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Atlantic Ocean Road, Norway: Unique Places In The World

This National Tourist Route connects numerous islands to the mainland of Norway

5. Description

Norway's Atlantic Ocean Road is a cultural heritage and a National Tourist Route. This Norwegian highway is a long stretch of County Road 64 that starts in Averoy and continues over the Norwegian Sea and numerous islands to connect to Eide on the mainland of Norway. Some portions of this breathtaking road have been described as a "roller coaster road". All told, the Atlantic Ocean Road is 8.274 kilometers long. The drive goes over seven bridges built on several islands, with four rest stops and vista points along the way. Unlike most destinations, this is one of the few places where tourists come to visit more during stormy weather, as the experience and the view can't be beat on stormy days.

4. Tourism

The Norwegian Public Roads Administration built the road, which opened on July 7, 1989 as a toll road. By June of 1999, its construction cost had been recouped, so the toll was removed. Tourists and locals come to enjoy the drive and experience the natural scenes in its proximity. The year 2009 alone saw about 258,654 visitors, and car television commercials have also been shot on the bridges by more than 10 car manufacturers. Anybody wishing to experience the Atlantic Ocean Road can fly to Norway, and getting there is easy with many international flights from any point in the world arriving in the country daily. The drive over the road itself can start from either end: that at Averoy, or Eide on the mainland.

3. Uniqueness

The whole stretch of this drive is full of ocean vistas and marine life that could otherwise only be experienced on a boat. But driving and seeing it from above, however, is a unique experience all to itself. There are four vista points that allow visitors to eat, rest, and enjoy the ocean views. The different islands that are part of the road offer their own brand of views of moorlands, verdant green scapes, bays, and fishing villages. Opportunities to fish from the islands' shores or from on a boat abound here as well. An enterprising tourist could travel the whole span by car, bike, or backpacking. There are also many commercial facilities for the tourists to lodge and dine along and near to the Atlantic Ocean Road.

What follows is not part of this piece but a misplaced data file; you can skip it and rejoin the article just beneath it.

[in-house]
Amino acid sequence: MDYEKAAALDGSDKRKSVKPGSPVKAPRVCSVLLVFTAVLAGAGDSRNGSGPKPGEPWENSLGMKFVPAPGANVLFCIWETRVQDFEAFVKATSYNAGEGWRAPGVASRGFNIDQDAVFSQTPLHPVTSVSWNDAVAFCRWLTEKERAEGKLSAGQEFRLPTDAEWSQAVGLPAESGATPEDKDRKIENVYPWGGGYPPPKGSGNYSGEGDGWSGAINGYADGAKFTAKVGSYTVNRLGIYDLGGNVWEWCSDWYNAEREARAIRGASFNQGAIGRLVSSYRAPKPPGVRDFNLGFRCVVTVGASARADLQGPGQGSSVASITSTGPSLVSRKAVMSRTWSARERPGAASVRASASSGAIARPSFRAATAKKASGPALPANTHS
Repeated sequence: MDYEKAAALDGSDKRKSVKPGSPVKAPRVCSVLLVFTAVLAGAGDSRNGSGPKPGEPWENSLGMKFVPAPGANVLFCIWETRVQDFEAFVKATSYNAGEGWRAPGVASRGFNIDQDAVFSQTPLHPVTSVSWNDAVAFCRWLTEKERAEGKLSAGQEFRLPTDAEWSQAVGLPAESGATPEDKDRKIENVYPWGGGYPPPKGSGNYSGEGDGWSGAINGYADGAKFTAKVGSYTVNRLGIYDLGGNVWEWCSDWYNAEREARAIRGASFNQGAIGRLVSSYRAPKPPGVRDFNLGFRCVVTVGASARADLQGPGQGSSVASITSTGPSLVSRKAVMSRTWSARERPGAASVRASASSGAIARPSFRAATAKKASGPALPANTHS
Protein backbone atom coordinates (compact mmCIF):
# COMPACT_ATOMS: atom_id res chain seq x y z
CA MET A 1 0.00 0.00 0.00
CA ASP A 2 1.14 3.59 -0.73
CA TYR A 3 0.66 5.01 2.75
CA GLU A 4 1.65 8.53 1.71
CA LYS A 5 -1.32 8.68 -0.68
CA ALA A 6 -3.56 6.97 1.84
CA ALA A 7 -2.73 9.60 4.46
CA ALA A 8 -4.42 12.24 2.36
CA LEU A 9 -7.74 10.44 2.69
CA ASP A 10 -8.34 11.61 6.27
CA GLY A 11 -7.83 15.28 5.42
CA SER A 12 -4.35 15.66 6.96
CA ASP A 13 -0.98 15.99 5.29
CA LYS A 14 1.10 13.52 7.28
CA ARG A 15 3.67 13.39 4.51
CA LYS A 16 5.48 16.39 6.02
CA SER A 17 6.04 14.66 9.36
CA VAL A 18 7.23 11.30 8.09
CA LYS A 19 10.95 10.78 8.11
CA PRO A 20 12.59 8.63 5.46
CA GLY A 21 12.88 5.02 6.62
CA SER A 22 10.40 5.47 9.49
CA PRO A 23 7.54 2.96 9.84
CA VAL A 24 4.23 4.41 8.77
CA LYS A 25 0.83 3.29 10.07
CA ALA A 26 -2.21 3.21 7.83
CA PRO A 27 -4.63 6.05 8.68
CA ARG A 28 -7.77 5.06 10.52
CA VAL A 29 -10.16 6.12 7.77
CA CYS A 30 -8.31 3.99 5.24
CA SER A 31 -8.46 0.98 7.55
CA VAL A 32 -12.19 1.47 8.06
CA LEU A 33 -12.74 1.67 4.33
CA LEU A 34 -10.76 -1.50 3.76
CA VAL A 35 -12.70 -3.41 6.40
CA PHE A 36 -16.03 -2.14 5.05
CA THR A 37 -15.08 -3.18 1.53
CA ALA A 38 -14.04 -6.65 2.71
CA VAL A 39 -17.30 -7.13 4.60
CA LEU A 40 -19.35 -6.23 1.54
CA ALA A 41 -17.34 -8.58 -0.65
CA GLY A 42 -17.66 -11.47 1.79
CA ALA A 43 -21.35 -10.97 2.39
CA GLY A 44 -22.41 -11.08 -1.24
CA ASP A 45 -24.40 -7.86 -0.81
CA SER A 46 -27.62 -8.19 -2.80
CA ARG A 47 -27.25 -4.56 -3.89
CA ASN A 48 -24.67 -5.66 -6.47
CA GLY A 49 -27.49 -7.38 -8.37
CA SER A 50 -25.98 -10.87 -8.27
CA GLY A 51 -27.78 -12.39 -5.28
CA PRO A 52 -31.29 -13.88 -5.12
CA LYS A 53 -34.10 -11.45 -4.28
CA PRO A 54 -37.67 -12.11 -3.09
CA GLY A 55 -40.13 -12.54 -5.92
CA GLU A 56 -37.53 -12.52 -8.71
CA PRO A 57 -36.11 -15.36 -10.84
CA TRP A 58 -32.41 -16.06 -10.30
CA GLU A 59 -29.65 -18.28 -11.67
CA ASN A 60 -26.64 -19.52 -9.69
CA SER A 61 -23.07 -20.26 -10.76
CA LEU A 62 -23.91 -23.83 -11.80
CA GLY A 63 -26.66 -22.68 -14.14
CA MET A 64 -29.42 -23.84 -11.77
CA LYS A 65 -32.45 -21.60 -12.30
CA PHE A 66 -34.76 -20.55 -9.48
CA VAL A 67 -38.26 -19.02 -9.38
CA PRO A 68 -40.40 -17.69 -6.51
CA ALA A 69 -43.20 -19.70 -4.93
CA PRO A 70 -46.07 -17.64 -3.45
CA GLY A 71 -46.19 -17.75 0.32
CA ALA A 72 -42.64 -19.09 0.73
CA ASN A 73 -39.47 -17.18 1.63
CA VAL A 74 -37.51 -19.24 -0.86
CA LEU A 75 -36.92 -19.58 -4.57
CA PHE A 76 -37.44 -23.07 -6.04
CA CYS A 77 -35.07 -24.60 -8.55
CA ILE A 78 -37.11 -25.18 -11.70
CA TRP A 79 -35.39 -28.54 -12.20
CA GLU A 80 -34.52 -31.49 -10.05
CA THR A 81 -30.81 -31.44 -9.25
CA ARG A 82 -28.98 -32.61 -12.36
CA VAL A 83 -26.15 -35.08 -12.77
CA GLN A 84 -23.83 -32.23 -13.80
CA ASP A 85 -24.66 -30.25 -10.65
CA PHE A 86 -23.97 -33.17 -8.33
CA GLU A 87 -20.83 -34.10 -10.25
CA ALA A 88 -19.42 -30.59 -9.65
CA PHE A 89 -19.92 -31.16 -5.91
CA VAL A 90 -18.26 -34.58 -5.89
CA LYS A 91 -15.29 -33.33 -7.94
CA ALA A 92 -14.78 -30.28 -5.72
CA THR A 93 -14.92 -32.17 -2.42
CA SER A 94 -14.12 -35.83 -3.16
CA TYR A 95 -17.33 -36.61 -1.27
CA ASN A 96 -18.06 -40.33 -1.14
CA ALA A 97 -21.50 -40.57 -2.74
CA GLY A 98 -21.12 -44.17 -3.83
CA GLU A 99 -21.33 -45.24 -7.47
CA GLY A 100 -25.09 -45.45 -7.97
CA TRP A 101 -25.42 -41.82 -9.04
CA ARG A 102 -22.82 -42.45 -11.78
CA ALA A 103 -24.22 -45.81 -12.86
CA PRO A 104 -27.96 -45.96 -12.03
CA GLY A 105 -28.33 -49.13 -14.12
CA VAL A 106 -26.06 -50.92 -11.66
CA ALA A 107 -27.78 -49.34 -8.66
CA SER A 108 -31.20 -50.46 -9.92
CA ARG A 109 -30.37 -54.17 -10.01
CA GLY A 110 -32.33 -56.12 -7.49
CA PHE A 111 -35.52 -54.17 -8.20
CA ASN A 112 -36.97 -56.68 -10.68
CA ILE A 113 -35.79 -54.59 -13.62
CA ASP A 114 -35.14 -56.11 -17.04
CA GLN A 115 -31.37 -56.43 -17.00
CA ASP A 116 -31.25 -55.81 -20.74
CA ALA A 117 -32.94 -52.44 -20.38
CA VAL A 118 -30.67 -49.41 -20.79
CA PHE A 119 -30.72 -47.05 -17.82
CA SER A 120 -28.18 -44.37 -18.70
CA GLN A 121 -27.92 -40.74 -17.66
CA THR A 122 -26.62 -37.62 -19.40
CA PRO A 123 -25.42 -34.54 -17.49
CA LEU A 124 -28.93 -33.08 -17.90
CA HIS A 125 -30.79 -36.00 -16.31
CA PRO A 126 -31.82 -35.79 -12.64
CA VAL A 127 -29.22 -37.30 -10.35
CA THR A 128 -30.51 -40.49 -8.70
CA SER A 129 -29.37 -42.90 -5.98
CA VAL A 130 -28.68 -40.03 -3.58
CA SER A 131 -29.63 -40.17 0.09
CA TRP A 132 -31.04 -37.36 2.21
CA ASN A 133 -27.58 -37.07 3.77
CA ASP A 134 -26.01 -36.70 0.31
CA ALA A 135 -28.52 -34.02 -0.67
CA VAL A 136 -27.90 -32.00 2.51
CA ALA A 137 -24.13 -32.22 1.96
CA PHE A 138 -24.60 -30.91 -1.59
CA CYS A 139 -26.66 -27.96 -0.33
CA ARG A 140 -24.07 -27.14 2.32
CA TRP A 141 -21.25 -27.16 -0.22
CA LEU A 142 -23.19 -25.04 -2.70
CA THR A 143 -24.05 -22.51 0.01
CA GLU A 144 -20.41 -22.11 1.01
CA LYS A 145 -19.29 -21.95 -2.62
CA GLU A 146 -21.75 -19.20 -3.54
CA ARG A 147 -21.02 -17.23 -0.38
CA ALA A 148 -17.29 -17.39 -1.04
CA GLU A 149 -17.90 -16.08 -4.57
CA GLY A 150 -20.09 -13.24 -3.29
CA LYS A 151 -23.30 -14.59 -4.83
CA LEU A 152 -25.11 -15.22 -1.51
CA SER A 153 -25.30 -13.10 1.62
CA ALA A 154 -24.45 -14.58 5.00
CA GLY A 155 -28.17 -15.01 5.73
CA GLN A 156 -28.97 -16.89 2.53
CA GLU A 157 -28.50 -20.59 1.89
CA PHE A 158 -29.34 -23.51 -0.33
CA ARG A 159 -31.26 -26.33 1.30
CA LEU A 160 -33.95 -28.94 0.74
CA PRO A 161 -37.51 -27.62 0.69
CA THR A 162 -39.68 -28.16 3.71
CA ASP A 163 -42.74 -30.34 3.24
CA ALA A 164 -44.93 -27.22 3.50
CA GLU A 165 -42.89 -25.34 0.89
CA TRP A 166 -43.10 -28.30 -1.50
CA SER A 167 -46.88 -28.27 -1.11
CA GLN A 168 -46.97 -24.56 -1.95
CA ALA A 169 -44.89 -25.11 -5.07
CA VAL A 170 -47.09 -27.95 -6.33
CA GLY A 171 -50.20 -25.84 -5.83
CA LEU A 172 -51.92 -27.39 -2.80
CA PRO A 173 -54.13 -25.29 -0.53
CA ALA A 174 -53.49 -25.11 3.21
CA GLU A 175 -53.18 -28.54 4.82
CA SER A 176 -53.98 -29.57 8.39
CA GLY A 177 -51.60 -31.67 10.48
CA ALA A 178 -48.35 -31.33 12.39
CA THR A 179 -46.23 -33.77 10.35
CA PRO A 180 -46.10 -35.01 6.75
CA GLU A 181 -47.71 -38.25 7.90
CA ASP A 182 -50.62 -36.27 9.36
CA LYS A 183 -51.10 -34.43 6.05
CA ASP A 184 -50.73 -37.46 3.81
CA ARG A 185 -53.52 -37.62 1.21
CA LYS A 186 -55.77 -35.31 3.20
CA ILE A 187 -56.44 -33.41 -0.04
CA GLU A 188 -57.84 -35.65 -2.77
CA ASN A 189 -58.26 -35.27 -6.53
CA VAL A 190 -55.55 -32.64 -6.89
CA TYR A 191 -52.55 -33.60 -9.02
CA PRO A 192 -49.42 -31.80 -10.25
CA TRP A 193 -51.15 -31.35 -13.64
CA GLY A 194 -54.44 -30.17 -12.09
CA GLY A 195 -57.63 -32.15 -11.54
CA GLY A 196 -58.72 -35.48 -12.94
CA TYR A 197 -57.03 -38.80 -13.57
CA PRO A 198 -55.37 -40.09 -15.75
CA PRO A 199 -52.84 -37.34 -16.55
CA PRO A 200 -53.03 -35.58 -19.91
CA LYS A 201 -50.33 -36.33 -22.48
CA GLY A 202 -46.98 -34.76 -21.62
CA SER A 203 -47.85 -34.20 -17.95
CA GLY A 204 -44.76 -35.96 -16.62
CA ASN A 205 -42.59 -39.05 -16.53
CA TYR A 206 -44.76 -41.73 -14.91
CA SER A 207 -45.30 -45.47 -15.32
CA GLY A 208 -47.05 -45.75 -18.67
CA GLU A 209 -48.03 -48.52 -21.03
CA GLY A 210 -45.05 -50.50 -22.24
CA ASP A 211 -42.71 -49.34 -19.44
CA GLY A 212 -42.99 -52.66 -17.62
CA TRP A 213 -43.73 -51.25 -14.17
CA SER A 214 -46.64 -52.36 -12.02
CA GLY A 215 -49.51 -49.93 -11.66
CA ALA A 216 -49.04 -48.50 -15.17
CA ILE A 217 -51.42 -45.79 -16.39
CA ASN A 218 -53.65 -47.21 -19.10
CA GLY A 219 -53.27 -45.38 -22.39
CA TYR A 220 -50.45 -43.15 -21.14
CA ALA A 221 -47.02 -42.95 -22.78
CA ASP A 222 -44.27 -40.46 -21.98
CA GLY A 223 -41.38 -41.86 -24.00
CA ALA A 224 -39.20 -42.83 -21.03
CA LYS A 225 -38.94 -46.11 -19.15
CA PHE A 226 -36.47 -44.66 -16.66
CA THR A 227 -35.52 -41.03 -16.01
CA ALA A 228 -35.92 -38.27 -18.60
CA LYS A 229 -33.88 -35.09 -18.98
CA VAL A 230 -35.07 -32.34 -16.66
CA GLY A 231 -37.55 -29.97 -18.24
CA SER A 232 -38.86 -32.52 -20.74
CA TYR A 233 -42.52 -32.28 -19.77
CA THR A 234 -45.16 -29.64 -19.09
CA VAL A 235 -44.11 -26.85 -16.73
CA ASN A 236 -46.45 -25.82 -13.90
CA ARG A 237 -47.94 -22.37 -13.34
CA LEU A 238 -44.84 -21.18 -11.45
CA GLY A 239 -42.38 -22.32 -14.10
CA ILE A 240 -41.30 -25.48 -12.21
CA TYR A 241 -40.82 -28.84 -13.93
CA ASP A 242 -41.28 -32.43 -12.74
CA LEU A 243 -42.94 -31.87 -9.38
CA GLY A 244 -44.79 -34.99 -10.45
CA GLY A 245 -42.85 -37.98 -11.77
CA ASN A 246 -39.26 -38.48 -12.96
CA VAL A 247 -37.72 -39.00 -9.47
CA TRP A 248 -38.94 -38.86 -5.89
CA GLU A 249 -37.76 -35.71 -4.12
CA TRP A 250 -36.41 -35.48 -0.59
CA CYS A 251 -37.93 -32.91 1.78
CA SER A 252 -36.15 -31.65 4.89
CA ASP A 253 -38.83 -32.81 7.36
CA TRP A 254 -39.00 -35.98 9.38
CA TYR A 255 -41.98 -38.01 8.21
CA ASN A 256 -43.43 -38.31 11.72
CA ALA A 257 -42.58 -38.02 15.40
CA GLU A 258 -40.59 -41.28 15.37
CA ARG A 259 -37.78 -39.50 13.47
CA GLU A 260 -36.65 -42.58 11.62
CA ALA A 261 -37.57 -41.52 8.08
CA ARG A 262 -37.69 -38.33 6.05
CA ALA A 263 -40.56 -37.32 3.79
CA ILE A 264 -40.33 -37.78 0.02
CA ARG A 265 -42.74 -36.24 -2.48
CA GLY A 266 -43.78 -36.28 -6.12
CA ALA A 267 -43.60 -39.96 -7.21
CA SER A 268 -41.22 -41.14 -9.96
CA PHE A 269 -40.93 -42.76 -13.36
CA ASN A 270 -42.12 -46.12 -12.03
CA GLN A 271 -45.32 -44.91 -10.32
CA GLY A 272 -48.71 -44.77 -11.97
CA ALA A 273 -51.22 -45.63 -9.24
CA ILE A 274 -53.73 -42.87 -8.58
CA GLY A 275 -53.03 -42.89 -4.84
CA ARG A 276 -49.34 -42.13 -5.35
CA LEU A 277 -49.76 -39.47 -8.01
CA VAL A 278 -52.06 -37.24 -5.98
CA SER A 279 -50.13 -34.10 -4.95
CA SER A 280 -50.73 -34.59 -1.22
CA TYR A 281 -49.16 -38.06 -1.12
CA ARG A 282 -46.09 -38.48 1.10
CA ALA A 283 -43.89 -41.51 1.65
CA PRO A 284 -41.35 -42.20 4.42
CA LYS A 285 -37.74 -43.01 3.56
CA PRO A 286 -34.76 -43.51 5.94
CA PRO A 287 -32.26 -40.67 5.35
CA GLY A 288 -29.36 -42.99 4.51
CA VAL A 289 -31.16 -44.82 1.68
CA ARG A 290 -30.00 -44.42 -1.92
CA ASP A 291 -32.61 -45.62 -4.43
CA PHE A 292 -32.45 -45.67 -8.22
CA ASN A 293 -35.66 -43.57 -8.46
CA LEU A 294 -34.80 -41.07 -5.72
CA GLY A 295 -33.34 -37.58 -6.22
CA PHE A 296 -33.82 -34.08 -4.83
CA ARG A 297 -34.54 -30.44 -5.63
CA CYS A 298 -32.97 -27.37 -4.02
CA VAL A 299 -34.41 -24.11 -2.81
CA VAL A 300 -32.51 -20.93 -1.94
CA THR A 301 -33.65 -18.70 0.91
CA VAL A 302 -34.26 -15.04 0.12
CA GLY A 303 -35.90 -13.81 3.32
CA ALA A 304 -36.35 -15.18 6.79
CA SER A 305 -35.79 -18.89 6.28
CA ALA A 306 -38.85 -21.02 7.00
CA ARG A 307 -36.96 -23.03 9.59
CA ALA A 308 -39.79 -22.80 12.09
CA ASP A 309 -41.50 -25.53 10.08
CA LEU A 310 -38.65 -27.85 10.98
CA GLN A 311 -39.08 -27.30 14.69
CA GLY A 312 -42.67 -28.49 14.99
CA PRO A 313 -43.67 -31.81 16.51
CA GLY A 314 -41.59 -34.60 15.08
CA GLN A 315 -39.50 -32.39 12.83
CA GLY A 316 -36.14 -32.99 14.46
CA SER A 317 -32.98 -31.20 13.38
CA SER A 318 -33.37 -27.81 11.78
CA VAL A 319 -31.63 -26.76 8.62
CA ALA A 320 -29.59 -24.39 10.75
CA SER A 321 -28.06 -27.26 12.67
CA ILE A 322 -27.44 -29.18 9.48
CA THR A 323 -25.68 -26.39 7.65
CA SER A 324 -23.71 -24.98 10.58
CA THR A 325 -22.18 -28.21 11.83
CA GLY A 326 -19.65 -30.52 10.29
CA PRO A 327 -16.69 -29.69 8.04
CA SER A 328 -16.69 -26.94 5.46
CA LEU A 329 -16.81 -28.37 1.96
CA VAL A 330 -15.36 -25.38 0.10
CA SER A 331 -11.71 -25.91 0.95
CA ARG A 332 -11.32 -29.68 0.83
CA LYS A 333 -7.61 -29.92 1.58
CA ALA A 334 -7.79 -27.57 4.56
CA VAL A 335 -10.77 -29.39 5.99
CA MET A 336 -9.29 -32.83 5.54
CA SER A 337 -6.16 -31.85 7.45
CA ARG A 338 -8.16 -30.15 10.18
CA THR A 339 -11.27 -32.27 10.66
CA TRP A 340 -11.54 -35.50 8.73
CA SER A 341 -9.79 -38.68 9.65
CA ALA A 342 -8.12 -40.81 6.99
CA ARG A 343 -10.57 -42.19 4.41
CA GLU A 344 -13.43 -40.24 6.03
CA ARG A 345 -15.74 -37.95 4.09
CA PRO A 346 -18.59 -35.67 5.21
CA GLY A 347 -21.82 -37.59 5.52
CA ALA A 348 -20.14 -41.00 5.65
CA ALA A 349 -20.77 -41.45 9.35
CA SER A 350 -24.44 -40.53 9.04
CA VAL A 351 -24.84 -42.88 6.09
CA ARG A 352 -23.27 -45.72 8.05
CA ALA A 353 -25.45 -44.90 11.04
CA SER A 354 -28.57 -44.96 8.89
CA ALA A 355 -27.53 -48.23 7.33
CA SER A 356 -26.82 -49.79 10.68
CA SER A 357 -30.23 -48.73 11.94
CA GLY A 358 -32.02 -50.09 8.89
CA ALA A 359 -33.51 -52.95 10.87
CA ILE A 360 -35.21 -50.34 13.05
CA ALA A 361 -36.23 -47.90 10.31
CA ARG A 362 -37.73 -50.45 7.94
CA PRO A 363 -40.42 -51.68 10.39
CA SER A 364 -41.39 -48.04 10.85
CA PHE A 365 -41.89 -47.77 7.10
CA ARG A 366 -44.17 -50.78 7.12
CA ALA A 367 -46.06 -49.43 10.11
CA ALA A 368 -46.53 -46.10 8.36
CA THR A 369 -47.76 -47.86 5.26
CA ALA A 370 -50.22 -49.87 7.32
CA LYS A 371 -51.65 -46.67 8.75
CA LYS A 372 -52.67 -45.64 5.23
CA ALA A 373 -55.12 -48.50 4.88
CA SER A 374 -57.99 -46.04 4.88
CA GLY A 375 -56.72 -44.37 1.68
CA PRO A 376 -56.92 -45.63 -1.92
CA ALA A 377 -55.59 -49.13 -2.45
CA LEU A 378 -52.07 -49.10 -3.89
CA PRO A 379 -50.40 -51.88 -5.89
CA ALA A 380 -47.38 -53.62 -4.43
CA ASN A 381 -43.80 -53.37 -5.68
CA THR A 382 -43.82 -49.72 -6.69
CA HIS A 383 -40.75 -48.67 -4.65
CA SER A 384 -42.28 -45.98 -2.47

2. Habitat

Tourists can experience Norway's mountains, seas, fjords, lakes, and well-stocked rivers from Atlantic Ocean Road. The drive on the bridges and islands proffers the tourist an opportunity to watch whales, seals, and sea birds, depending on the different times of the year they visit. Sparse vegetation covers the islands and dot the the span of the drive, while activities such as diving offer an up-close and personal view of marine life. In Eide, on the mainland, one can visit the Gaustadvågen Nature Reserve and Wetland Area, which is home to the whopper swan and other "Endangered" species of birds. Another must do is the Eriklia Activity Farm that has the Nordland/Lyngshests, one of the rarest living breeds of horse. The same farm also features some 15 different species of other animals to see.

1. Threats

Tourists who are thinking of driving the Atlantic Ocean Road should be aware that there are 60 hairpin turns on it. It is also frequently hit by strong ocean currents and hurricane winds, with storms often bringing high waves crashing into the bridges' pavement. Portions of the bridges' designs are leaning, and some have steep inclines. Conversely, people are a threat to the islands along the ocean road and the span that it was built upon. Some of the islands have wet marshlands which are protected, though often times tourists still trample on them. For this reason, hikers and sightseers venturing away from the highway should use the marked trails instead. Some tourists also ruin nature trails with the trash litter and vehicular emissions and runoff that they leave behind.

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